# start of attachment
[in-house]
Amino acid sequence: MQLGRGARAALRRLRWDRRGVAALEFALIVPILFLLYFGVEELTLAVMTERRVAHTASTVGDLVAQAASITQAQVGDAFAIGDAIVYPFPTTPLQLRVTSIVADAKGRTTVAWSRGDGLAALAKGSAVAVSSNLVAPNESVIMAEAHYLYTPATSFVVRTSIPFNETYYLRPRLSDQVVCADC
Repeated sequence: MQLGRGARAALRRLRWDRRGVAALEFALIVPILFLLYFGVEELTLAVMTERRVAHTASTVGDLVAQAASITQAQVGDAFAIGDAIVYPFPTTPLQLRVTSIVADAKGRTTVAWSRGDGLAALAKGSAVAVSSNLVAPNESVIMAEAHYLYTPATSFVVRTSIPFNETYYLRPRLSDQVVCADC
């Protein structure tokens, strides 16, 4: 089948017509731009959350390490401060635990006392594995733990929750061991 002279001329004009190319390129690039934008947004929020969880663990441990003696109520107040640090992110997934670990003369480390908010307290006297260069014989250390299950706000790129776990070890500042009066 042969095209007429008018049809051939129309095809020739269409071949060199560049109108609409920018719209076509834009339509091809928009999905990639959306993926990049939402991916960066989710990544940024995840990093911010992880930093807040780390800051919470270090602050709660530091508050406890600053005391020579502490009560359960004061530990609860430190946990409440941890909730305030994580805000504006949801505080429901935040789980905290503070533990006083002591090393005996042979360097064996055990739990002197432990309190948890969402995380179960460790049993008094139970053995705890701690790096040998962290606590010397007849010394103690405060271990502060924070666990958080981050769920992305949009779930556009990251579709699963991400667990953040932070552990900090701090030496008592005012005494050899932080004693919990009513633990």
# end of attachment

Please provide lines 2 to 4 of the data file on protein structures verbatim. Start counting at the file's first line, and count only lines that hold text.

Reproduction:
Amino acid sequence: MQLGRGARAALRRLRWDRRGVAALEFALIVPILFLLYFGVEELTLAVMTERRVAHTASTVGDLVAQAASITQAQVGDAFAIGDAIVYPFPTTPLQLRVTSIVADAKGRTTVAWSRGDGLAALAKGSAVAVSSNLVAPNESVIMAEAHYLYTPATSFVVRTSIPFNETYYLRPRLSDQVVCADC
Repeated sequence: MQLGRGARAALRRLRWDRRGVAALEFALIVPILFLLYFGVEELTLAVMTERRVAHTASTVGDLVAQAASITQAQVGDAFAIGDAIVYPFPTTPLQLRVTSIVADAKGRTTVAWSRGDGLAALAKGSAVAVSSNLVAPNESVIMAEAHYLYTPATSFVVRTSIPFNETYYLRPRLSDQVVCADC
């Protein structure tokens, strides 16, 4: 089948017509731009959350390490401060635990006392594995733990929750061991 002279001329004009190319390129690039934008947004929020969880663990441990003696109520107040640090992110997934670990003369480390908010307290006297260069014989250390299950706000790129776990070890500042009066 042969095209007429008018049809051939129309095809020739269409071949060199560049109108609409920018719209076509834009339509091809928009999905990639959306993926990049939402991916960066989710990544940024995840990093911010992880930093807040780390800051919470270090602050709660530091508050406890600053005391020579502490009560359960004061530990609860430190946990409440941890909730305030994580805000504006949801505080429901935040789980905290503070533990006083002591090393005996042979360097064996055990739990002197432990309190948890969402995380179960460790049993008094139970053995705890701690790096040998962290606590010397007849010394103690405060271990502060924070666990958080981050769920992305949009779930556009990251579709699963991400667990953040932070552990900090701090030496008592005012005494050899932080004693919990009513633990």